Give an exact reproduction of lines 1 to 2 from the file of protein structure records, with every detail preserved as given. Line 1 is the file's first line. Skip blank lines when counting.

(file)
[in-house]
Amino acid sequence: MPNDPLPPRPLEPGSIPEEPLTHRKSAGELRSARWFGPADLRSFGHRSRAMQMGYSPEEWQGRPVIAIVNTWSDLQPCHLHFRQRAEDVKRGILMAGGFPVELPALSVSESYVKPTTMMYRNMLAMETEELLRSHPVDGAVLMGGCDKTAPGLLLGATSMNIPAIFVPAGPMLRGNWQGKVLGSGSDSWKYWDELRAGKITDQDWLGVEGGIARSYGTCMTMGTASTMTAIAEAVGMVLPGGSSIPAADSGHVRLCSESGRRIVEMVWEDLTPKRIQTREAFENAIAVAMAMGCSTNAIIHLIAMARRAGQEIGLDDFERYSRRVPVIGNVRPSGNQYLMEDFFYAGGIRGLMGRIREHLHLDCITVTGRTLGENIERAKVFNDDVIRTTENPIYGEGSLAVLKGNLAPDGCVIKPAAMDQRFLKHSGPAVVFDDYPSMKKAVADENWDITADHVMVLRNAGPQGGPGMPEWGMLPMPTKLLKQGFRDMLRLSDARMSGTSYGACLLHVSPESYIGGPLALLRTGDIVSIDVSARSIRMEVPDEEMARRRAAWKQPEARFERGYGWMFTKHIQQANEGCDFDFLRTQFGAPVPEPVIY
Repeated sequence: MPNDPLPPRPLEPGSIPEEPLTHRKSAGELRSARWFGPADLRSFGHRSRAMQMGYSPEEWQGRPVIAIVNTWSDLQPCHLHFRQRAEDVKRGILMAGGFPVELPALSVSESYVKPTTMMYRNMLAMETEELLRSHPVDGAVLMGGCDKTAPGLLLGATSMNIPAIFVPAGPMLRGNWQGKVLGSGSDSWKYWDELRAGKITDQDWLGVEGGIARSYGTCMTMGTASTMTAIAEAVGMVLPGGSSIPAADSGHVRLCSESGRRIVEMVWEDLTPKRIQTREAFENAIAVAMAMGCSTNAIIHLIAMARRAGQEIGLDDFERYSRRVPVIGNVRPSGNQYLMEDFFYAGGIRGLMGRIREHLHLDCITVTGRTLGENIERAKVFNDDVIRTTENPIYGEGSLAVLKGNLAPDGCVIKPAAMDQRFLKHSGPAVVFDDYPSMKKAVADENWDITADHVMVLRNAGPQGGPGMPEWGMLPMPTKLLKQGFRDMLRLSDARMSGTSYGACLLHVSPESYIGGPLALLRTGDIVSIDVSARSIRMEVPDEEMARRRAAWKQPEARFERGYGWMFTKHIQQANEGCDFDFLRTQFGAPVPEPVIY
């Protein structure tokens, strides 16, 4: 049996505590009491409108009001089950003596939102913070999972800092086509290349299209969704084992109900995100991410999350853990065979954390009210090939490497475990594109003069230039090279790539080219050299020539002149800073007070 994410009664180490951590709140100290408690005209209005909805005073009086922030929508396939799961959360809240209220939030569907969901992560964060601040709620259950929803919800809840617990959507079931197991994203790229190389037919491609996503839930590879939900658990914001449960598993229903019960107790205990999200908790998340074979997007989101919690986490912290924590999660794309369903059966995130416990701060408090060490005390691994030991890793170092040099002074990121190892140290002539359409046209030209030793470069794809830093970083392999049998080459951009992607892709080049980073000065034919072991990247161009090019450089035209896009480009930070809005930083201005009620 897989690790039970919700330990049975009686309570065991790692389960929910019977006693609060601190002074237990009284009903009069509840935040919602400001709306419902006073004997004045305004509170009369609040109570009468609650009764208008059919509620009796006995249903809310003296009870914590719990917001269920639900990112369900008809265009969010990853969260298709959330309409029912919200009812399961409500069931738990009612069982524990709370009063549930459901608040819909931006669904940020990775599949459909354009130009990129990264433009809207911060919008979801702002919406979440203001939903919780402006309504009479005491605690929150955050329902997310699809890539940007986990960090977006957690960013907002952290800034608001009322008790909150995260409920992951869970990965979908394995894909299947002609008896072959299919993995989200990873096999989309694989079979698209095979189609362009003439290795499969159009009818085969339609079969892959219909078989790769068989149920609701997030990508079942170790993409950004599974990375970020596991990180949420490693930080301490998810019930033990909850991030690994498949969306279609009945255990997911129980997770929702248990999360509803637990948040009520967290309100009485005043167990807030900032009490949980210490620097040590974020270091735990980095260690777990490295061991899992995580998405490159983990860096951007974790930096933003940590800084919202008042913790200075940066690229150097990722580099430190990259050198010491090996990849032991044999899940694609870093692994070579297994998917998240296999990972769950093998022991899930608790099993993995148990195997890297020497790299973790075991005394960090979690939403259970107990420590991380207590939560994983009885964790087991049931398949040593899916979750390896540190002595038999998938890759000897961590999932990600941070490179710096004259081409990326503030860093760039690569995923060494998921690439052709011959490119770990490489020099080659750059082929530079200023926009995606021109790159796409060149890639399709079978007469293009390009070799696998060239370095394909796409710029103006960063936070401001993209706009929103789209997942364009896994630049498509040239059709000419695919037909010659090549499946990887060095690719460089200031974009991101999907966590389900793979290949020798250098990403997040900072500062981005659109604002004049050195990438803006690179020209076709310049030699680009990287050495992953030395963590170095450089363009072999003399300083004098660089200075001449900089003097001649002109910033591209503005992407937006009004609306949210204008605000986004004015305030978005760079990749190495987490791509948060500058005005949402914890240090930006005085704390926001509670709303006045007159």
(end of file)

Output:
[in-house]
Amino acid sequence: MPNDPLPPRPLEPGSIPEEPLTHRKSAGELRSARWFGPADLRSFGHRSRAMQMGYSPEEWQGRPVIAIVNTWSDLQPCHLHFRQRAEDVKRGILMAGGFPVELPALSVSESYVKPTTMMYRNMLAMETEELLRSHPVDGAVLMGGCDKTAPGLLLGATSMNIPAIFVPAGPMLRGNWQGKVLGSGSDSWKYWDELRAGKITDQDWLGVEGGIARSYGTCMTMGTASTMTAIAEAVGMVLPGGSSIPAADSGHVRLCSESGRRIVEMVWEDLTPKRIQTREAFENAIAVAMAMGCSTNAIIHLIAMARRAGQEIGLDDFERYSRRVPVIGNVRPSGNQYLMEDFFYAGGIRGLMGRIREHLHLDCITVTGRTLGENIERAKVFNDDVIRTTENPIYGEGSLAVLKGNLAPDGCVIKPAAMDQRFLKHSGPAVVFDDYPSMKKAVADENWDITADHVMVLRNAGPQGGPGMPEWGMLPMPTKLLKQGFRDMLRLSDARMSGTSYGACLLHVSPESYIGGPLALLRTGDIVSIDVSARSIRMEVPDEEMARRRAAWKQPEARFERGYGWMFTKHIQQANEGCDFDFLRTQFGAPVPEPVIY